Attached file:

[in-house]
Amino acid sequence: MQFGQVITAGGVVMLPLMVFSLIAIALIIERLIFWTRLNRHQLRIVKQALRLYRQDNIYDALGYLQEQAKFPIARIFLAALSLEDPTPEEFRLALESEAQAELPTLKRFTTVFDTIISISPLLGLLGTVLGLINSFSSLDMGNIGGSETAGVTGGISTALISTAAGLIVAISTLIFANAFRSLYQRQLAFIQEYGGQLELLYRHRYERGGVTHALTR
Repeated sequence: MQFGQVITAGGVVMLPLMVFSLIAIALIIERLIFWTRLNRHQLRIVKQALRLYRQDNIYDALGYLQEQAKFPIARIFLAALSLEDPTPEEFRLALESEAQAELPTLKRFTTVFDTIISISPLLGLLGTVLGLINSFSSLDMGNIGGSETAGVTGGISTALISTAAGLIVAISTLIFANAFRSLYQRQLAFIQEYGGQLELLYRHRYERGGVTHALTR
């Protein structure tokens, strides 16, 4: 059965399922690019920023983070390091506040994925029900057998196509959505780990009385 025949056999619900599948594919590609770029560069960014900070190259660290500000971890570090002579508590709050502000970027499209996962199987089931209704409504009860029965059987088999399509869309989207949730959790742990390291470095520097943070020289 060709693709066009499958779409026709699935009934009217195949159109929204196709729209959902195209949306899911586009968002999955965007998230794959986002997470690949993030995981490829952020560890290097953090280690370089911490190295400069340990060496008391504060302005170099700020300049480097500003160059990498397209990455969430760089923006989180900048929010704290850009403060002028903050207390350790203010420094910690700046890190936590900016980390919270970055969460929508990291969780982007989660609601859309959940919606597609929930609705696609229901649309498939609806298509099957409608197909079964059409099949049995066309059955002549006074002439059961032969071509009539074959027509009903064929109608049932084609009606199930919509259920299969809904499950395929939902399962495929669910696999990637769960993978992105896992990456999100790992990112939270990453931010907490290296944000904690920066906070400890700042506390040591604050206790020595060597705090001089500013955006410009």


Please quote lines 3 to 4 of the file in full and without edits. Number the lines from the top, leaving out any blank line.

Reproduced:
Repeated sequence: MQFGQVITAGGVVMLPLMVFSLIAIALIIERLIFWTRLNRHQLRIVKQALRLYRQDNIYDALGYLQEQAKFPIARIFLAALSLEDPTPEEFRLALESEAQAELPTLKRFTTVFDTIISISPLLGLLGTVLGLINSFSSLDMGNIGGSETAGVTGGISTALISTAAGLIVAISTLIFANAFRSLYQRQLAFIQEYGGQLELLYRHRYERGGVTHALTR
């Protein structure tokens, strides 16, 4: 059965399922690019920023983070390091506040994925029900057998196509959505780990009385 025949056999619900599948594919590609770029560069960014900070190259660290500000971890570090002579508590709050502000970027499209996962199987089931209704409504009860029965059987088999399509869309989207949730959790742990390291470095520097943070020289 060709693709066009499958779409026709699935009934009217195949159109929204196709729209959902195209949306899911586009968002999955965007998230794959986002997470690949993030995981490829952020560890290097953090280690370089911490190295400069340990060496008391504060302005170099700020300049480097500003160059990498397209990455969430760089923006989180900048929010704290850009403060002028903050207390350790203010420094910690700046890190936590900016980390919270970055969460929508990291969780982007989660609601859309959940919606597609929930609705696609229901649309498939609806298509099957409608197909079964059409099949049995066309059955002549006074002439059961032969071509009539074959027509009903064929109608049932084609009606199930919509259920299969809904499950395929939902399962495929669910696999990637769960993978992105896992990456999100790992990112939270990453931010907490290296944000904690920066906070400890700042506390040591604050206790020595060597705090001089500013955006410009």